Friday, December 11, 2015

'The Walk' Wonderfully Balances the Thrills and the Feels

The Walk is based on the true story of daredevil Philippe Petit’s legendary tightrope walk between the Twin Towers of the World Trade Center in 1974.

Driven with the passion for the art of the high-wire act and, probably, madness as well, French street performer Philippe Petit (Joseph Gordon-Levitt) has always dreamed of putting a rope between the Twin Towers and walking on it.  So with the help of his “accomplices” and against all odds, he proceeds with this terrifying, insane endeavor – making his mark on history forever.

The plot is very interesting; it’s so well-done and well-detailed.  I was immediately invested right from its opening scene, and the movie never lost me.  Furthermore, the visuals, production value, and camera work exquisitely collaborates to augment the already engrossing narrative as it unfolds.  The acting is great, too, particularly Gordon-Levitt’s.  His French accent’s a little goofy and distracting at first, but it eventually grew on me.

The climax is quite gripping.  I have a fear of heights, and this played well in favor of enhancing my experience of it.  As I watch the intense, realistic high-wire action brought by the stunning visuals, my heart was racing, my palms were sweaty, and I was tingly all over – as if I’m having the actual, physical experience of being in a high height and looking down below.  I can almost equate the breath-taking thrills that this movie has to that of a theme park ride.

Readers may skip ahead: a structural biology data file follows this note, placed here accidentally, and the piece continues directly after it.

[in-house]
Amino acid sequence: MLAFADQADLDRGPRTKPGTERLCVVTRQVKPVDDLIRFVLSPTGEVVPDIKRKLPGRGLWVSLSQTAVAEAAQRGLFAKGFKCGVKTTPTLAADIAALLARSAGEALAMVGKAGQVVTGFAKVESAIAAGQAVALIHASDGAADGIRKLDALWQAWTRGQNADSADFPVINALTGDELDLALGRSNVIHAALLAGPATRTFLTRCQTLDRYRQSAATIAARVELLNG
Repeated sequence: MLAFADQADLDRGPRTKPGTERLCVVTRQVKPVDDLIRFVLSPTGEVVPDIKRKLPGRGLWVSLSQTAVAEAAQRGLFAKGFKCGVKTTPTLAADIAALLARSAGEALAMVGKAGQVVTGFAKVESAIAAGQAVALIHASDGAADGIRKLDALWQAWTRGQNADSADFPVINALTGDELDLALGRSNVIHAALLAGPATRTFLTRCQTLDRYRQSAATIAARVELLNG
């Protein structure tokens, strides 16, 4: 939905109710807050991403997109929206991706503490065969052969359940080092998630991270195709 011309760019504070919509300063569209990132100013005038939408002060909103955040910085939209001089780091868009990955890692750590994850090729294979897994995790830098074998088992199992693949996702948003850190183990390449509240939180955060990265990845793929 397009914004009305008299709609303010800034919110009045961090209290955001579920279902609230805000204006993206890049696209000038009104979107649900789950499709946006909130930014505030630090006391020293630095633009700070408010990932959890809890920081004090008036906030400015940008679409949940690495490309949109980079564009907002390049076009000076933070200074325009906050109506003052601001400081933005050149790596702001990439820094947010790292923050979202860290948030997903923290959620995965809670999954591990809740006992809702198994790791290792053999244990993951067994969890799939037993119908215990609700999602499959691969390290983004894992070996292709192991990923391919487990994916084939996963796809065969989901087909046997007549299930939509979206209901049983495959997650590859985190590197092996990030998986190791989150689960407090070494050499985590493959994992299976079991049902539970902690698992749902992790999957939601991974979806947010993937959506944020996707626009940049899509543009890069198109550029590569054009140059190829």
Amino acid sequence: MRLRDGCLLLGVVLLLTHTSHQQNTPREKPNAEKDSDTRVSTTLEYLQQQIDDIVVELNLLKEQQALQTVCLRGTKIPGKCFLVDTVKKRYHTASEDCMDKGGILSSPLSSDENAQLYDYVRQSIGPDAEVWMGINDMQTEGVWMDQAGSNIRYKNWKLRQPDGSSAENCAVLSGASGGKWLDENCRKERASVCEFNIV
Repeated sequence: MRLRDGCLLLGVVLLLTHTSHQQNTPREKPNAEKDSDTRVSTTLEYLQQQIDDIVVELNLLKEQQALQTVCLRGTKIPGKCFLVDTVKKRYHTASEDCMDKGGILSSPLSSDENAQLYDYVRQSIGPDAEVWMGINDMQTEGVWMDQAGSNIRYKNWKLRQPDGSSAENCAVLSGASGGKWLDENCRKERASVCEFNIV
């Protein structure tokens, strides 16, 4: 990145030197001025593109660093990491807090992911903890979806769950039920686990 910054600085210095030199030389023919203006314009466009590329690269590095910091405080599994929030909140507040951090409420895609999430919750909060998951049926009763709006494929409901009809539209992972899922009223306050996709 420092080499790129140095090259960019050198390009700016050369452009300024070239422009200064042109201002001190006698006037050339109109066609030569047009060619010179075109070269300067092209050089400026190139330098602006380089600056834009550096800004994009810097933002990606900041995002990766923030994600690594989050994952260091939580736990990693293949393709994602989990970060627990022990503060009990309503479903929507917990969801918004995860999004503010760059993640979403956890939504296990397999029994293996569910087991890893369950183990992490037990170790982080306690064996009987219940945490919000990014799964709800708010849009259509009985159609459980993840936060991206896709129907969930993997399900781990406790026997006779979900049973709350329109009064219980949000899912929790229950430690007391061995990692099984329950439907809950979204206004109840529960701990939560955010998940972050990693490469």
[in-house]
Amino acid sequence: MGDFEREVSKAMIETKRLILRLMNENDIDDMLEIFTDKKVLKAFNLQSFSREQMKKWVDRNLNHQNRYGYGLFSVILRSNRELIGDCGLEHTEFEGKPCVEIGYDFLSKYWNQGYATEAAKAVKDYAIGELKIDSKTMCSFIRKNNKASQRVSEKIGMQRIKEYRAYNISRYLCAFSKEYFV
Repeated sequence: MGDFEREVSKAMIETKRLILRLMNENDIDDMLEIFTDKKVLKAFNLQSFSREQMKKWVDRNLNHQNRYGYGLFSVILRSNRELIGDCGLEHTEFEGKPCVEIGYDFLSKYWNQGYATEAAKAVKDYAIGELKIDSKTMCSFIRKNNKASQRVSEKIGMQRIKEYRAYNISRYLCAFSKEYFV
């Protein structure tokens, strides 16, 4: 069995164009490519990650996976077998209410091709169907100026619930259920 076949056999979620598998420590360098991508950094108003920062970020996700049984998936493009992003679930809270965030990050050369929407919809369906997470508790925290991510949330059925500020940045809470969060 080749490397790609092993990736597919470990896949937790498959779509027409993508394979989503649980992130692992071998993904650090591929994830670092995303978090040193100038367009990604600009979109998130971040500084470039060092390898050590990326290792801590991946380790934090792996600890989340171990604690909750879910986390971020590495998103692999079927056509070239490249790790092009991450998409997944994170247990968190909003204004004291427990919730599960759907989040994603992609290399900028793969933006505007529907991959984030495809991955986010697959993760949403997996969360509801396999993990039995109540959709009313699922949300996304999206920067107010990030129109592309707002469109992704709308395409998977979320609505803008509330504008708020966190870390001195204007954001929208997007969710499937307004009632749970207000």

Moreover, not only is The Walk thrilling, but it’s also even, in a sense, inspiring.  To be honest, I never thought that so much rich drama and insights can be derived from a story revolving around a daring and remarkable but essentially trivial act.  Even so, the script accomplishes creating something deeper and heartfelt from this.

The Walk is a fantastic movie, and it’s definitely one of my favorite films of the year.  

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